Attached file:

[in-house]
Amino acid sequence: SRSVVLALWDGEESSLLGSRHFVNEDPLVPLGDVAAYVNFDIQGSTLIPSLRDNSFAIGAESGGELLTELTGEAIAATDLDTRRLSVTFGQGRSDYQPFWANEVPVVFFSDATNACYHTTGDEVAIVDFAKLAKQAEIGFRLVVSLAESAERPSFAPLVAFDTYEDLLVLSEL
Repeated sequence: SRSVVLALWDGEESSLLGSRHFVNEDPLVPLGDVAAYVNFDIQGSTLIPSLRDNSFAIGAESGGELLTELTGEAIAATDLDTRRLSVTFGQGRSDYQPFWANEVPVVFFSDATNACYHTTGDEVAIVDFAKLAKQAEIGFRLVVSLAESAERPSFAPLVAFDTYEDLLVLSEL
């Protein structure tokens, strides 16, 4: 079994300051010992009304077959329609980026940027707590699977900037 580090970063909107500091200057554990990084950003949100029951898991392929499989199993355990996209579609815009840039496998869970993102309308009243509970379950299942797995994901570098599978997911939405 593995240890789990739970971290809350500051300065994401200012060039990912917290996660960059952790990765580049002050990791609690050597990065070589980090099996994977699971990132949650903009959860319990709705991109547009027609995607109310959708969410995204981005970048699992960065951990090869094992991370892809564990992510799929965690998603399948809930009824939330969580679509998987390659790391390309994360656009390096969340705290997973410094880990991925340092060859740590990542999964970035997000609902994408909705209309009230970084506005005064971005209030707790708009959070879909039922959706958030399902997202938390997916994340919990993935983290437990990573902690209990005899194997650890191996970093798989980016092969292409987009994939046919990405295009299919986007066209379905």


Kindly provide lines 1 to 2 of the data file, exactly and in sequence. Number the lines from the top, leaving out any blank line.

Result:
[in-house]
Amino acid sequence: SRSVVLALWDGEESSLLGSRHFVNEDPLVPLGDVAAYVNFDIQGSTLIPSLRDNSFAIGAESGGELLTELTGEAIAATDLDTRRLSVTFGQGRSDYQPFWANEVPVVFFSDATNACYHTTGDEVAIVDFAKLAKQAEIGFRLVVSLAESAERPSFAPLVAFDTYEDLLVLSEL